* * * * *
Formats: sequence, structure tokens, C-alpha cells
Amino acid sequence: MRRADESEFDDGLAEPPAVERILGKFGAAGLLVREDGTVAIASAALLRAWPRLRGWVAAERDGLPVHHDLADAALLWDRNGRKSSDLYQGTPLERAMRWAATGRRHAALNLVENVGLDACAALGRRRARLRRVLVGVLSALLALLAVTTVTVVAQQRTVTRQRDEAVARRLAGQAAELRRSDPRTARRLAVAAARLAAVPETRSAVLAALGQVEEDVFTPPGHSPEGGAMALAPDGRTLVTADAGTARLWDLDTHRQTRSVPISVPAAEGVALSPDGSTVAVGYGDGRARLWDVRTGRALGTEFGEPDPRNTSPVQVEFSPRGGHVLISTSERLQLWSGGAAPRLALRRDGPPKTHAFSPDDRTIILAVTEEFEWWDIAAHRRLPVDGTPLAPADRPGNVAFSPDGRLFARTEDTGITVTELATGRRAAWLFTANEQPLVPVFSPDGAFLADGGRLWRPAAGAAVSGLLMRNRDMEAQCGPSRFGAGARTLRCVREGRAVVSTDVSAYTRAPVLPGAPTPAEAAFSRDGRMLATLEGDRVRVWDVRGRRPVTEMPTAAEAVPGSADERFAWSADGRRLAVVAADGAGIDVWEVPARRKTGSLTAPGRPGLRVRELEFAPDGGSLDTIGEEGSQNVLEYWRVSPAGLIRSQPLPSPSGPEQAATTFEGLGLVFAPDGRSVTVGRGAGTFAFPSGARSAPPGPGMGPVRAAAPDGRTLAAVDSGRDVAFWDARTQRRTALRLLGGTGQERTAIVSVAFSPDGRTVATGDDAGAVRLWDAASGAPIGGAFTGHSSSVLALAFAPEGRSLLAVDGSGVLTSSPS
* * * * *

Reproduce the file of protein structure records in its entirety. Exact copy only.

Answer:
Formats: sequence, structure tokens, C-alpha cells
Amino acid sequence: MRRADESEFDDGLAEPPAVERILGKFGAAGLLVREDGTVAIASAALLRAWPRLRGWVAAERDGLPVHHDLADAALLWDRNGRKSSDLYQGTPLERAMRWAATGRRHAALNLVENVGLDACAALGRRRARLRRVLVGVLSALLALLAVTTVTVVAQQRTVTRQRDEAVARRLAGQAAELRRSDPRTARRLAVAAARLAAVPETRSAVLAALGQVEEDVFTPPGHSPEGGAMALAPDGRTLVTADAGTARLWDLDTHRQTRSVPISVPAAEGVALSPDGSTVAVGYGDGRARLWDVRTGRALGTEFGEPDPRNTSPVQVEFSPRGGHVLISTSERLQLWSGGAAPRLALRRDGPPKTHAFSPDDRTIILAVTEEFEWWDIAAHRRLPVDGTPLAPADRPGNVAFSPDGRLFARTEDTGITVTELATGRRAAWLFTANEQPLVPVFSPDGAFLADGGRLWRPAAGAAVSGLLMRNRDMEAQCGPSRFGAGARTLRCVREGRAVVSTDVSAYTRAPVLPGAPTPAEAAFSRDGRMLATLEGDRVRVWDVRGRRPVTEMPTAAEAVPGSADERFAWSADGRRLAVVAADGAGIDVWEVPARRKTGSLTAPGRPGLRVRELEFAPDGGSLDTIGEEGSQNVLEYWRVSPAGLIRSQPLPSPSGPEQAATTFEGLGLVFAPDGRSVTVGRGAGTFAFPSGARSAPPGPGMGPVRAAAPDGRTLAAVDSGRDVAFWDARTQRRTALRLLGGTGQERTAIVSVAFSPDGRTVATGDDAGAVRLWDAASGAPIGGAFTGHSSSVLALAFAPEGRSLLAVDGSGVLTSSPS